Oh, the Clients You’ll Meet

No matter what career you pursue, you’ll run into many type of client “quirks”, and while the customer is always right, it may sometimes seem impossible to make headway with tricky clients. Here are a few client types you may have the pleasure of working with in advertising:

Hannah Jelic
Hannah Jelic

The Dreamer

The kid who drew a doctor wearing an astronaut helmet and holding a basketball under “What I Want to be When I Grow Up” actually grew up to be your client and now they want you to market their app. Dreamers have built their brand from the ground up, and they’ve expanded their plans in some unrealistic directions. Try to find out where these directions have come from, and brainstorm with them to find a more attainable step in that direction that can be used as a “stepping stone” to all that they’re hoping for.

The Wishy-Washy

These clients aren’t sure at all what they’re looking for, right up until the moment that you’ve suggested something, when they realize they certainly don’t want that. Try to pin down something you can both agree on in the very early stages of creative work and reference back to that common ground if they become unhappy later in the process.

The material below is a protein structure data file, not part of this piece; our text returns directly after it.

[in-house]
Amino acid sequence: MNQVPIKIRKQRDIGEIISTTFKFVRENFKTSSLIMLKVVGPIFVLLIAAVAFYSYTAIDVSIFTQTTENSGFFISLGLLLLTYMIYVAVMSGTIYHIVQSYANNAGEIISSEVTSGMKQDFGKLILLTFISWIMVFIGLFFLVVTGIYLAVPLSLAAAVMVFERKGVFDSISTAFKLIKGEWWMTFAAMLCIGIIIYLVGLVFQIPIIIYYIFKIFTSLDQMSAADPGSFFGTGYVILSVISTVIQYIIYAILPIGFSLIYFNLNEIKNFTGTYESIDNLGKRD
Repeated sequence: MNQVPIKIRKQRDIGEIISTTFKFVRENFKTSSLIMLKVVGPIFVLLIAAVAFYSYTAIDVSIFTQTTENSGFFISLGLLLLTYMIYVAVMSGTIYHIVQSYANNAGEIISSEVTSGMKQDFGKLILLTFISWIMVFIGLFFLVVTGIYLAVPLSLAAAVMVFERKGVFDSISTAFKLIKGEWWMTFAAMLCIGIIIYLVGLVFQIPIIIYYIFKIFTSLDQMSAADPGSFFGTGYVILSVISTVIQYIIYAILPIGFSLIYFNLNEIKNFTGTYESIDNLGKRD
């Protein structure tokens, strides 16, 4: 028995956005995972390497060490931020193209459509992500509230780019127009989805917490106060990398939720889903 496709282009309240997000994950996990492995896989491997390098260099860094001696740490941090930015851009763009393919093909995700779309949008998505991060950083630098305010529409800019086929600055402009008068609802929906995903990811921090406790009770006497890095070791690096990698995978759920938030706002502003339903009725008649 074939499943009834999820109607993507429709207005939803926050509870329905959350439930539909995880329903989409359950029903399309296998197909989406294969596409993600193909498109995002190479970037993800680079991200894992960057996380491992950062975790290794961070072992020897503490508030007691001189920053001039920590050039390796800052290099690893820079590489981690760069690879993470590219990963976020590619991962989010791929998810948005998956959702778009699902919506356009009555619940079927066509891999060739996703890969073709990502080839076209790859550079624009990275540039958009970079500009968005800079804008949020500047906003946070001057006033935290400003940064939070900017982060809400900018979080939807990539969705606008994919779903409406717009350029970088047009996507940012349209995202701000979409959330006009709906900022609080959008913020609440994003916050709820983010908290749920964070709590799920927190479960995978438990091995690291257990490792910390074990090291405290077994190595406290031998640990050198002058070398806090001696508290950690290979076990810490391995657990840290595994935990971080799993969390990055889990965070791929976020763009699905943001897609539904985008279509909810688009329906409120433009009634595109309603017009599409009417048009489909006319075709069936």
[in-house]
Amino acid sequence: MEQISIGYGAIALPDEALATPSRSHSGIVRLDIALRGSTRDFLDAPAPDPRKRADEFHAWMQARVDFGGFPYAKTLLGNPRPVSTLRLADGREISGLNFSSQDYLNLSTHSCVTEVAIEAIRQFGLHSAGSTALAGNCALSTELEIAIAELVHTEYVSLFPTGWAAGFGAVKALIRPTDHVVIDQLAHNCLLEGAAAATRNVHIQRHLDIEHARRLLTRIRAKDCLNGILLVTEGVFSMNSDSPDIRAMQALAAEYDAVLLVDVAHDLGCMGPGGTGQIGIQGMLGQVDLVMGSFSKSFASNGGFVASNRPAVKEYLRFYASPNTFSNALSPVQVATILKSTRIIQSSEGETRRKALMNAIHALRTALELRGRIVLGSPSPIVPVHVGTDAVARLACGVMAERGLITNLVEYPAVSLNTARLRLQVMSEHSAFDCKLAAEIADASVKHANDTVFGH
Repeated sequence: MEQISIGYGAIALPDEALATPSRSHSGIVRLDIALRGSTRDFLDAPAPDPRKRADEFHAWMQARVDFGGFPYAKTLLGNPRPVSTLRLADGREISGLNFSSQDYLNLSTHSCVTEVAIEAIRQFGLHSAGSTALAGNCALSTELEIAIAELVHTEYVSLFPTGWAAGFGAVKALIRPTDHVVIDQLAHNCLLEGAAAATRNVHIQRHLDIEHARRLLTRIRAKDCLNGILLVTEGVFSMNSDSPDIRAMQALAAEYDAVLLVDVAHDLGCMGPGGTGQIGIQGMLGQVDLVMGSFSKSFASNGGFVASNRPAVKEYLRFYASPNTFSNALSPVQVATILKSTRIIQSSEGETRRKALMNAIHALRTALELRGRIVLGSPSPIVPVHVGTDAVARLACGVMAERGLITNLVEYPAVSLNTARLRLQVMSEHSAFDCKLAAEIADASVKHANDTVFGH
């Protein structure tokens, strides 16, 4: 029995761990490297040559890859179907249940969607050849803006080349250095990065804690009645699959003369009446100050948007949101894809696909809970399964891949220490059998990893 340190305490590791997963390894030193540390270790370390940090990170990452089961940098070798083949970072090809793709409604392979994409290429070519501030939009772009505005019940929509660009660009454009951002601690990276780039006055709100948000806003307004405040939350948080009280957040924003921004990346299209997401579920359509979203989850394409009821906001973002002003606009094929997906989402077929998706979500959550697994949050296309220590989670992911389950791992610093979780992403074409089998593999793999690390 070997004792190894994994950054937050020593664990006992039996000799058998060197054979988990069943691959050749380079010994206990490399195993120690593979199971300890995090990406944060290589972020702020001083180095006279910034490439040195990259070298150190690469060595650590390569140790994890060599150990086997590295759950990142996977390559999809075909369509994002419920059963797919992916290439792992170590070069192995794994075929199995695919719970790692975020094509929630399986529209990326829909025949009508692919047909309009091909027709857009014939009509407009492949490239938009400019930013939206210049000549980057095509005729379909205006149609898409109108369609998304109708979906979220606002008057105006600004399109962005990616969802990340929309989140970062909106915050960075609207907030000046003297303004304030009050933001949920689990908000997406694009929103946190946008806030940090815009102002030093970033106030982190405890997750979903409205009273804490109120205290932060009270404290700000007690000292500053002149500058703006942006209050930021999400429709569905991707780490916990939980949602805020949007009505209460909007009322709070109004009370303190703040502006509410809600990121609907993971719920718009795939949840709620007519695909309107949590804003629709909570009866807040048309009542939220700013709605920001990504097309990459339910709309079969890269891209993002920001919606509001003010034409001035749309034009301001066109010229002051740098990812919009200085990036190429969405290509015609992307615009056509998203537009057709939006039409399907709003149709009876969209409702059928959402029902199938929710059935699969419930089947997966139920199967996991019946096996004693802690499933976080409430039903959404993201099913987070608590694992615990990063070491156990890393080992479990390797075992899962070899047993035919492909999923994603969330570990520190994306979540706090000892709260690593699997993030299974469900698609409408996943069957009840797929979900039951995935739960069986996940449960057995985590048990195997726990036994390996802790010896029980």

The Ugly Sofa Owner

The ugly sofa may take many different shapes (font/color/ tagline) and your client insists that it must be included, no matter if it meshes with the creative plan or not. For someone like this, try to focus their attention on the outcomes they are attached to rather than the method they want to use to get there. They may be convinced to leave behind their first instinct if you can prove an alternative works better with their goals.

There are many other types of clientele in the advertising world that you will run into, and most of them will have quirks that impede the creative advertising process. No matter who you’re working with, it’s important to establish at the beginning of the relationship what your client likes and expects to avoid miscommunication. From there you just have to prepare to be flexible and learn how to work with them on an individual basis.